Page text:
Impossible Foods and Beyond Meat are aiming to cut prices for their plant-based meat items as they get ready to face competition from food giants like Nestle, Tyson Cargill Inc. and Smithfield Foods Inc.
The larger companies are planning to roll out their versions of plant-based patties at lower price points amid greater demand for products at fast-food chains and restaurants.
Redwood City, California-based Impossible Foods, the maker of meatless burgers and pork, said on Tuesday it's cutting wholesale prices for food items by 15 percent.
Impossible Foods price cut would reportedly bring down the cost of its plant-based meat to between $7.90 to $8.50 a pound, the Wall Street Journal reported, and it's unclear how the price cut would impact grocery stores and restaurants that sell its food.
Beyond Meat, meanwhile, told analysts last week it wants to have at least one of its products comparably priced to real meat by 2024.
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A slew of U.S. chain restaurants has implemented plant-based meat products on menus, including Starbucks and Yum Brands-owned KFC. McDonald's tested a Beyond patty in Canada last month, while Burger King rolled out its Impossible Whopper nationwide last year.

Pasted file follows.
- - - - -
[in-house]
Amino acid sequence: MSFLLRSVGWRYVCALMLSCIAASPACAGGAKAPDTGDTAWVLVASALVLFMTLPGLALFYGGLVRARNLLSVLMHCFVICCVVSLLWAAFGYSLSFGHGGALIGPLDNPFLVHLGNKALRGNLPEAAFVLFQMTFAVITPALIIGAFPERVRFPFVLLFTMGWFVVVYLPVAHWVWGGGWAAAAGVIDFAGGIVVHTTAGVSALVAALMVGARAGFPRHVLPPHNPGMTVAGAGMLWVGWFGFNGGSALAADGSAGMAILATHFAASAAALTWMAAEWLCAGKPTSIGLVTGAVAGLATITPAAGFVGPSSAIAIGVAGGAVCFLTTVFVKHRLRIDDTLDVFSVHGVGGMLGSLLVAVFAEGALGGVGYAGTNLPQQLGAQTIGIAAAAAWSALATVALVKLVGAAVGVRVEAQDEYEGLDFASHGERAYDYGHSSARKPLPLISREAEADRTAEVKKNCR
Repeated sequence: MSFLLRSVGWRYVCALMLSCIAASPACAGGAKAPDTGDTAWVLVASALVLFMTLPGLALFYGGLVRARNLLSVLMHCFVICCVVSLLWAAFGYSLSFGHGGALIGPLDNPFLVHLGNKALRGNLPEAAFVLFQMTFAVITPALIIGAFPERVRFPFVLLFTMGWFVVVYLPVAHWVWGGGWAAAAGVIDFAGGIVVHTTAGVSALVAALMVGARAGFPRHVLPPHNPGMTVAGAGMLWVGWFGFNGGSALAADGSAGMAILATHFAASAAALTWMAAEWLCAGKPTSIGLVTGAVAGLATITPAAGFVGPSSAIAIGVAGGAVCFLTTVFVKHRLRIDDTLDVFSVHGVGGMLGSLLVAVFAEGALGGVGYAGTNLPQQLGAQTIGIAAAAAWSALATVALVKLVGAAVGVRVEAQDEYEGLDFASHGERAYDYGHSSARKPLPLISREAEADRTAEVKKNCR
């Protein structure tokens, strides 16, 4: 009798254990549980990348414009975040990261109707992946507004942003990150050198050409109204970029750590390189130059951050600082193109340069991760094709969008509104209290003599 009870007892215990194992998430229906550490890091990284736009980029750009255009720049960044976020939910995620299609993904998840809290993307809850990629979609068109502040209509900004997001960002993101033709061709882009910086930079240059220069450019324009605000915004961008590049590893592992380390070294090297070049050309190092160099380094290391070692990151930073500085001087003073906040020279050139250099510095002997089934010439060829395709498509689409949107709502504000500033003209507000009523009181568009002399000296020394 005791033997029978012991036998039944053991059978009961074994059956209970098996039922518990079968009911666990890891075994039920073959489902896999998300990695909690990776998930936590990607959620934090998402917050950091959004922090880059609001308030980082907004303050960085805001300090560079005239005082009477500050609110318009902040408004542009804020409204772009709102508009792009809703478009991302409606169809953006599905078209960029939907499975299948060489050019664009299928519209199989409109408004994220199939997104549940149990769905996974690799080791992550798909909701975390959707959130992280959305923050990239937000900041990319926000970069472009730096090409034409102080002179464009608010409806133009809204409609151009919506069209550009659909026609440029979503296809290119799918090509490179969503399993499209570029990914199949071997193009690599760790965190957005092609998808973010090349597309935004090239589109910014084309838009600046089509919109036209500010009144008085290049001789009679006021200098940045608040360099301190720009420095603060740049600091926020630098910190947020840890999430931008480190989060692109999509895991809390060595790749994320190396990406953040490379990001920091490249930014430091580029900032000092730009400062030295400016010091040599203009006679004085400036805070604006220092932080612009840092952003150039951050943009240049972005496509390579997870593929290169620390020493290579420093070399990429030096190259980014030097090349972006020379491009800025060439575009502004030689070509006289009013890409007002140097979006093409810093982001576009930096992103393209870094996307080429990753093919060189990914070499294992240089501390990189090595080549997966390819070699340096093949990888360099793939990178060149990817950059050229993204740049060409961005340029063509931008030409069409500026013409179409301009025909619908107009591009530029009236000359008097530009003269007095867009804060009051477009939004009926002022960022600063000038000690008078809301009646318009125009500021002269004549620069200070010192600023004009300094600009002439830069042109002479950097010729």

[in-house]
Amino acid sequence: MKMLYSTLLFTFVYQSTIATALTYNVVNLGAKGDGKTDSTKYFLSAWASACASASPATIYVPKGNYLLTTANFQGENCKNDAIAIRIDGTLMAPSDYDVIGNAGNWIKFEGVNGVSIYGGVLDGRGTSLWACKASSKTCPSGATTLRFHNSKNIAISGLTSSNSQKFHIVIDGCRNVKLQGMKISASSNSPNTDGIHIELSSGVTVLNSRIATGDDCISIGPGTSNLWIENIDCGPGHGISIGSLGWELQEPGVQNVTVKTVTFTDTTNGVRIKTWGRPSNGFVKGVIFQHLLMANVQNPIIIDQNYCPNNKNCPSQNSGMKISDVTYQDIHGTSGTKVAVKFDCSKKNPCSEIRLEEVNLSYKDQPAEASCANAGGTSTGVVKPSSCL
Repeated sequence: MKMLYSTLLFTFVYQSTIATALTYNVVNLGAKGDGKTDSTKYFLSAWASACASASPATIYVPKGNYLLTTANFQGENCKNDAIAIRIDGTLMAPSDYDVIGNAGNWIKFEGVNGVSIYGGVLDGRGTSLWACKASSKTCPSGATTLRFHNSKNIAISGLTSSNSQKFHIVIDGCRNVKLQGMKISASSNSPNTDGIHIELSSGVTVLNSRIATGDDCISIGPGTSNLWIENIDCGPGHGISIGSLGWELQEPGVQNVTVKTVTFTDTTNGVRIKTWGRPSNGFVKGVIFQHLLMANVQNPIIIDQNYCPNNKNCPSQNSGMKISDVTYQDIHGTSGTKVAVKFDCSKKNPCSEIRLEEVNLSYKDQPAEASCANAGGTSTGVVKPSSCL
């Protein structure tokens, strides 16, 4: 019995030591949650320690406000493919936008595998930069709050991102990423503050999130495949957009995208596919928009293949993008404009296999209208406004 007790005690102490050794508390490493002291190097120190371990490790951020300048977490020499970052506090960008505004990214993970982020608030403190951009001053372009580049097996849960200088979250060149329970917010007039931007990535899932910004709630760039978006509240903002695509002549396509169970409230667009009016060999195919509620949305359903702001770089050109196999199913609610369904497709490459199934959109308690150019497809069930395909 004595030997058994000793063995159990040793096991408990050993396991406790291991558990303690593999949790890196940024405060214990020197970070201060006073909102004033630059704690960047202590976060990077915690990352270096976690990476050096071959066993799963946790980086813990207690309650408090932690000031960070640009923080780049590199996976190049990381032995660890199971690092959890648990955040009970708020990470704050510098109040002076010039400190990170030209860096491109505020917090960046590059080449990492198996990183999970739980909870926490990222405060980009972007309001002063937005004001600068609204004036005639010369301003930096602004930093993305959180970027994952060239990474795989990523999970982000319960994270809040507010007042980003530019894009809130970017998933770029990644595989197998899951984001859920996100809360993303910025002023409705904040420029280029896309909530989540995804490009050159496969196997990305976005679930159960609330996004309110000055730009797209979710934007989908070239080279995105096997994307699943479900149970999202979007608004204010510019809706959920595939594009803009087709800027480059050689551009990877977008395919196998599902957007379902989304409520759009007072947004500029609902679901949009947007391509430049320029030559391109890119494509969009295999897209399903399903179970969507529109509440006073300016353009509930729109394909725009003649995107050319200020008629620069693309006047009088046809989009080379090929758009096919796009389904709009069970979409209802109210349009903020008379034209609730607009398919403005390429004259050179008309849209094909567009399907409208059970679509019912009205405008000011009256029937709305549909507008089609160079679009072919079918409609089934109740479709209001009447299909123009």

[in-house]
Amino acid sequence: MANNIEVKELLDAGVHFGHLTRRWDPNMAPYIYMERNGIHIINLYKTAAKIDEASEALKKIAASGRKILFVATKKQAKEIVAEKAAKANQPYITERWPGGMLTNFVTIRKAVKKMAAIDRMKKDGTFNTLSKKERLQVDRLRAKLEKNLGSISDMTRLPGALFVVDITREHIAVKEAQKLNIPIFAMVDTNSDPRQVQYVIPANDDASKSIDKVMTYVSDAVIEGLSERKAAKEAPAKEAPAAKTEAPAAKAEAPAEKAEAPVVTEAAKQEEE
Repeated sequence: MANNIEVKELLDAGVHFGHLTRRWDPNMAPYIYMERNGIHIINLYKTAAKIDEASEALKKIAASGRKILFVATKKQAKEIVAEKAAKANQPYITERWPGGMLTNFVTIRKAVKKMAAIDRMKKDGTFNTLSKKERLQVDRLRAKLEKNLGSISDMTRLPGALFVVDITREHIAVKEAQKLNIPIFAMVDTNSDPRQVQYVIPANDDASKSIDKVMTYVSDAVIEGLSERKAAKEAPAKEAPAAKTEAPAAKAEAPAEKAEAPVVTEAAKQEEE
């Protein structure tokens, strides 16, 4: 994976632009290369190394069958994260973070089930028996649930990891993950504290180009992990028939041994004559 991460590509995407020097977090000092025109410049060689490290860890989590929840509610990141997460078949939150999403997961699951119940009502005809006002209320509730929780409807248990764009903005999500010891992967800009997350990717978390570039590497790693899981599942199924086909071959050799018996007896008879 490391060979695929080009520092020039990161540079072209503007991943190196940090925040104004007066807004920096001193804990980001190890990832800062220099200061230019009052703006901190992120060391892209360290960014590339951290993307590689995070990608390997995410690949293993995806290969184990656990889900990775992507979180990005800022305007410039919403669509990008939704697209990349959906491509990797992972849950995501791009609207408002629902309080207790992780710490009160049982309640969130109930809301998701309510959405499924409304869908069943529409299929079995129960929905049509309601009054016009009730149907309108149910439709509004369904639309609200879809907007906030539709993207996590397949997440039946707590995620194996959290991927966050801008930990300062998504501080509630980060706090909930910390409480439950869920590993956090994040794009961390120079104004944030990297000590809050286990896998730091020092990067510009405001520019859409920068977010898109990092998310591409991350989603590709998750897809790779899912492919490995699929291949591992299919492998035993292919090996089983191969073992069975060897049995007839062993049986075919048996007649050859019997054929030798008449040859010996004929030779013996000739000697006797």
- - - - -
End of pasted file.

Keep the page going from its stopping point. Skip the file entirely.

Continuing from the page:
U.S. retail sales of plant-based foods have grown 11.4 percent in the last year bringing the total plant-based market value to $5 billion, according to data released Tuesday from the Plant-Based Foods Association and The Good Food Institute. And the meat category along is worth more than $939 million with sales up 18 percent in the past year, data show. Refrigerated plant-based meat continues to grow up 63 percent.
"Plant-based foods remain a growth engine, up 29% over the last two years," Plant-Based Foods Association senior director of retail partnerships Julie Emmett said in a statement, adding: "Growth is fueled by innovation in categories across the store and retailers are responding by expanding shelf space to satisfy the rapidly expanding consumer base seeking more plant-based foods."
The total U.S. retail food market has grown 2.2 percent in dollar sales during the same period and was flat in unit sales suggesting that plant-based food products are driving retail sales nationwide, data show.
In addition to meatless meat, plant-based milk and meals are leading the charge. Sales of plant-based milk grew 5 percent over the past year now comprising 14 percent of the whole milk category. Cow's milk sales, meanwhile, are nearly flat, according to the report.